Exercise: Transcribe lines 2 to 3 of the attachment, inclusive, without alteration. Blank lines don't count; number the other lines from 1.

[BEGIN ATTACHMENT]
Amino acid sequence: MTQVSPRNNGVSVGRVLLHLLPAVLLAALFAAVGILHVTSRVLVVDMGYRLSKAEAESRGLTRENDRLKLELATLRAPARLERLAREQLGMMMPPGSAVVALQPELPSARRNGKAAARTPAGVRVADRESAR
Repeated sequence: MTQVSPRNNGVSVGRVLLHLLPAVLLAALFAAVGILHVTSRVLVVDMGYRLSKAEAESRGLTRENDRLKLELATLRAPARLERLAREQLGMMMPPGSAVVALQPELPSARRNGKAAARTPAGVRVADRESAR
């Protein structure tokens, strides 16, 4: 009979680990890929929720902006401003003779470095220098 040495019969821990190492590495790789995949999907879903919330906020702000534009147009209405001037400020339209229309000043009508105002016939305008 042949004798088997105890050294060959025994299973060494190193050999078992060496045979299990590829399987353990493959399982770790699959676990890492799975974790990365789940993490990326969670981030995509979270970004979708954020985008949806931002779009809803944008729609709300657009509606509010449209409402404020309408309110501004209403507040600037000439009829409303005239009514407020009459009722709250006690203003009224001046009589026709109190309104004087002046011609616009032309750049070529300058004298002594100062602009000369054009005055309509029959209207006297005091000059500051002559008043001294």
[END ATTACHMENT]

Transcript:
Repeated sequence: MTQVSPRNNGVSVGRVLLHLLPAVLLAALFAAVGILHVTSRVLVVDMGYRLSKAEAESRGLTRENDRLKLELATLRAPARLERLAREQLGMMMPPGSAVVALQPELPSARRNGKAAARTPAGVRVADRESAR
């Protein structure tokens, strides 16, 4: 009979680990890929929720902006401003003779470095220098 040495019969821990190492590495790789995949999907879903919330906020702000534009147009209405001037400020339209229309000043009508105002016939305008 042949004798088997105890050294060959025994299973060494190193050999078992060496045979299990590829399987353990493959399982770790699959676990890492799975974790990365789940993490990326969670981030995509979270970004979708954020985008949806931002779009809803944008729609709300657009509606509010449209409402404020309408309110501004209403507040600037000439009829409303005239009514407020009459009722709250006690203003009224001046009589026709109190309104004087002046011609616009032309750049070529300058004298002594100062602009000369054009005055309509029959209207006297005091000059500051002559008043001294």